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How to Invest in 2017: Don’t Chase Trump Stocks
Our colleagues at Barron’s have just published their annual Best Stocks for the coming year story, and three of the 10 picks are components of the Barron’s Next 50 index: Alphabet. Apple. and Disney. We are making the story free for Barron’s Next readers — Top 10 Stock Picks for 2017 — or you can just read the summary below. Author Andrew Bary decided the best approach for investors next year is not to bet on “Trump” stocks climbing higher on optimism that tax cuts and economic stimulus will continue to send those shares higher. Instead, Bary makes the case for cheap stocks that investors seem to be under appreciating. If you are new to investing, we don’t recommend you jump right into these stocks. Start by building a diversified portfolio ; only after that should you consider making bets on individual names.
Apple: The iPhone maker dominates in technology, but its stock has one of the cheapest valuations among big tech companies. Shares have declined to a recent $110 on fears of slowing smartphone sales. By one popular measure of valuing stocks — dividing their market value by their profits — Apple looks to be trading at a discount at 9 times 2017 estimated earnings. (For those keeping score at home: Andrew subtracts Apple’s huge cash hoard from its market value when doing that calculation, since investors are getting the cash in addition to the company’s business value.)
Alphabet: The second-largest company in the S P 500, formerly known as Google, is still growing. Revenue and earnings per share are expected to rise 17% in 2017. At its recent price of $750 and its valuation shrinks from 23 times 2017 estimated earnings to just 18 times, excluding annual stock-based compensation.
Citigroup (C): Shares are up only 10% while bank stocks such as JPMorgan Chase (JPM), Bank of America (BAC), and Goldman Sachs (GS) have on average climbed 25%. At $57, Citigroup is trading at 90% of its tangible book value — that means investors can buy the stock for less than the company would be worth if it was sold for parts.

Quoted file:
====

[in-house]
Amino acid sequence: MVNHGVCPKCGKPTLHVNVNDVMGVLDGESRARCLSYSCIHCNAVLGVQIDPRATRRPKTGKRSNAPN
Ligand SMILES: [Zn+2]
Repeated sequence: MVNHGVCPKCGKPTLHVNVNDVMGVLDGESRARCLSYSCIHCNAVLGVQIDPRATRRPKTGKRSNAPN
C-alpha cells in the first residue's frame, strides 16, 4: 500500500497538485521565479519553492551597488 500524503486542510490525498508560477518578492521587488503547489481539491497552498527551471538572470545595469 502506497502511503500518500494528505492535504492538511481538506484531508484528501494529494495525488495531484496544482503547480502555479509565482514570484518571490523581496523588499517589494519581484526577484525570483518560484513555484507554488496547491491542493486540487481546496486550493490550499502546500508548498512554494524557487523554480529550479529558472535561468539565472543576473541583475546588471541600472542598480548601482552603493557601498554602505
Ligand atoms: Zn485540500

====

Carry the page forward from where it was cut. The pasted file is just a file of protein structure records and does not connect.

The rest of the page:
Telecom and Media
Disney: The Magic Kingdom stretches beyond theme parks with consumer products and cable TV offerings such as ESPN. Earnings growth for its fiscal year ended September is expected to come in at just 4% compared to last year’s 11%, but double-digit profit growth is possible in 2018 when Disney collects on four Marvel movies, three animated features and two Star Wars movies. Shares at a recent $99 have about 11% upside, based on one analyst’s estimates.
Deutsche Telekom (DTEGY): Its U.S. listed shares took a 13% tumble to around $15 when the German wireless operator decoupled from its majority stake in T-Mobile US (TMUS) assets. Its core European business is valued at $9, and roughly $6 accounts for its 65% stake in T-Mobile. Wall Street analysts see shares lifting to $20. Shares yield nearly 4%
Merck (MRK): Competitor Bristol-Myers Squibb suffered a big setback when a drug failed in a clinical trial. As a result, Merck’s Keytruda remains the leading treatment for lung cancer. Bernstein analyst Tim Anderson thinks the drug could generate $8 billion a year in 2020 up from $1.5 billion now. Merck shares are up 15% this year, but at $61 or just below 16 times 2017 estimated earnings, still look affordable.
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Novartis (NVS): The Swiss drug company’s shares took a 20% hit this year, making it one of the worst performers in Big Pharma. Investors expected a faster ramp up of its new heart-failure drug Entresto, but Bernstein’s Anderson isn’t worried. Eventually it will pull over $3 billion in yearly sales, up from about $200 million. Shares trade at $68 and pay a more than 3% dividend yield.
Delta Air Lines (DAL): Flatter earnings and higher oil prices kept the airline’s stock price from gaining altitude, but there’s still a lot to like about Delta. At a recent $49, shares trade at 9 times both 2016 and 2017 estimates, but if it were valued like other transportation companies like railroads, it could rise to $100 — a stretch, yes, but even half of that would be a 50% gain.
Unilever (UL): After a 20% fall from its September high, the stock at $39, or 18 times projected 2017 earnings, looks cheaper than peer stocks. But the owner of brands such as Dove and Ben Jerry’s has been stricter on its expenses, and has focused on higher-growth household products like laundry detergent and food. One analyst thinks the shares could rise 30%. And every time you dip into a pint of chocolate fudge brownie, you are helping the cause.
Toll Brothers (TOL): The leading builder of luxury homes looks like a value buy. Its stock trades at around $29, or less than 10 times estimated earnings. And it’s growing — analysts expect Toll’s earnings to rise 20% this year.